She danced from the time she was 4 years old. Accompanied on the guitar by her father, she danced in waterfront bars in Barcelona. A young person who saw her dance as a girl was the Spanish guitarist Sabicas (Agustín Castellón Campos). He later said "I saw her dance and it seemed like something supernatural to me... I never saw anyone dance like her. I don’t know how she did it, I just don’t know!". Sabicas accompanied her for many years. He recorded Queen of the Gypsies (1959) and Flamenco! with Amaya.
In 1929, she made her debut in Paris, to warm acclaims and admiration of her dancing skill. She moved to America in 1936, where she went on to act in several movies that broke box office records, including the Romeo and Juliet adaptation Los Tarantos, and the short movie Danzas Gitanas (Gypsy dances).
One thing was strange about her: she often danced in trousers rather than the layered skirt traditional for female flamenco dancers. One theory is that she did this to give more scope to her footwork, which was exceptional, and rather like a flamenco male dancer. Apparently, in early flamenco, women did not do so much footwork, and male dancers used to fill in the steps while sitting on chairs, unseen in the wings.p100 Her style has been described as repetitive because she always did the same dances: "Carmen was a fabulous dancer, but limited" (Antonio Ruiz Soler).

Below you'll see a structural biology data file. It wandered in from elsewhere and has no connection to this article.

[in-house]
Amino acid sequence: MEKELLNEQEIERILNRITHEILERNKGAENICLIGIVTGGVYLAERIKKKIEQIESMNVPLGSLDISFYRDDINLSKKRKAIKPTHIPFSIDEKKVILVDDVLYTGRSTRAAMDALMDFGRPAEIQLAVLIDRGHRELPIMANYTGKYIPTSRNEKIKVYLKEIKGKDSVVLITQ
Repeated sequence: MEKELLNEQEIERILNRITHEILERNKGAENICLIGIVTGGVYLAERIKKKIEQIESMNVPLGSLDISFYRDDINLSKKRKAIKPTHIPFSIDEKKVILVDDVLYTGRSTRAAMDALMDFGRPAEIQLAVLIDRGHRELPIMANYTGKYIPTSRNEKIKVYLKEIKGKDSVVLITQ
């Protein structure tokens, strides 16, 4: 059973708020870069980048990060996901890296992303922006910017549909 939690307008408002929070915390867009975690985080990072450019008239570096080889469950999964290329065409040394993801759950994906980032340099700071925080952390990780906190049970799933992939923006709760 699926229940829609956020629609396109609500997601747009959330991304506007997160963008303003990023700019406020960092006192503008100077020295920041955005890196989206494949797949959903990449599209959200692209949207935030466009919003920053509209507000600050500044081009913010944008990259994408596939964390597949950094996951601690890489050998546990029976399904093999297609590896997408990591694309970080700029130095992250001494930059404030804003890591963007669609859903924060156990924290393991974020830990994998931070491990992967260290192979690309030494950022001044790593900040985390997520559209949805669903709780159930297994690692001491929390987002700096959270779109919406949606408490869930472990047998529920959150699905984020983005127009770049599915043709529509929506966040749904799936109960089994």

Amaya is buried in the Cementiri del Sud-Oest on Barcelona's Montjuïc.
References[change | edit source]
- Vila Olímpica nowadays.
- Clarke, Mary & Crisp, Clement 1981. The history of dance. Orbis, London. p60
- Clarke, Mary & Vaughan, David 1977. The encyclopedia of dance & ballet. Pitman, London. p316
- Sevilla, Paco 1999. Queen of the gypsies: the life and legend of Carmen Amaya. Sevilla Press. Excerpt by Flamenco-world.com: 
- Antonio's Memorias, quoted in Paco Sevilla p98.